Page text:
The biggest challenge for ‘mid-size powers’ such as Turkey, who attempt to determine their political position independently, is often the very urgency of problems too complicated to be brushed away with a moralising stance. Turkey will find it harder to explain its position as it refuses to pick one of the Yes/No choices on the ‘menu’ while questioning the ‘menu’ itself. Turkey, as an independent political subject, has been able to analyze the situation in its own terms to provide a genuine solution during previous crises. It was able to construct a genuinely independent political stance, for example, in its meeting with Hamas leaders in 2006, in the Davos crisis, the Iranian nuclear issue, the Russian-Georgian war of 2008, and the Mavi Marmara incident. But now multiple complex problems loom that require a coterminous response. Such a coordination is trying even for global powers such as the US.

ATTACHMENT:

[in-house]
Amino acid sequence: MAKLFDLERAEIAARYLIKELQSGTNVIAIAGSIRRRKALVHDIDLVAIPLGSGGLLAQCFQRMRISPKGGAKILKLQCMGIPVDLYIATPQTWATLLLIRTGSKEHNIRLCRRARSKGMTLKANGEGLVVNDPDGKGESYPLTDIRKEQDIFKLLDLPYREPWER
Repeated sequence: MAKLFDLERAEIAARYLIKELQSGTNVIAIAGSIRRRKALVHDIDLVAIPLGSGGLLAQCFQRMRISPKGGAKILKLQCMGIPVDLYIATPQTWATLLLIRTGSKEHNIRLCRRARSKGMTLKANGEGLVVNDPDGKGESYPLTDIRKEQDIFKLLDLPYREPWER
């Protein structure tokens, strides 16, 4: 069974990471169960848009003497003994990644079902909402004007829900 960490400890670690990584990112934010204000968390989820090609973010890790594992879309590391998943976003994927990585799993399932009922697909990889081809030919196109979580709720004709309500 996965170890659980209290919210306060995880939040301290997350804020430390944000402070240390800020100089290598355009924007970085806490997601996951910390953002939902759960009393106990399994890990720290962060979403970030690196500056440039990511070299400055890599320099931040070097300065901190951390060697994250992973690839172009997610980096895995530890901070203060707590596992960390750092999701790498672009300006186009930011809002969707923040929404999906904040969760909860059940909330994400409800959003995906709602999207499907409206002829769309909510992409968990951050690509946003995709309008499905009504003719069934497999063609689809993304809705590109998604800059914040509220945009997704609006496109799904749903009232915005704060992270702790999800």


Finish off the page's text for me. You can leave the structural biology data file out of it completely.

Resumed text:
Demotix / Tomasz Grzyb. Turkish flotilla ship, Mavi Marmara
Limits and opportunities
During previous crises, Turkey was somewhat familiar with the issues and actors involved as a result of its neighborhood experience, bi-lateral relations, and multilateral engagements. By contrast, Bahrain, Yemen, and Libya pose unique and novel challenges, where the necessary experience and knowledge of the field has not yet been acquired. In the short term, this is a problem.
The current turmoil tends to be lumped together under the generalized heading, ‘democratization in the Middle East’. Domestic and foreign observers expect a consistent response. They can compare and contrast Turkey’s approach in multiple contexts, using the same terms to scrutinize each. This, after all, is what has made Turkey’s ‘soft power’ so reverberant in the region over recent times.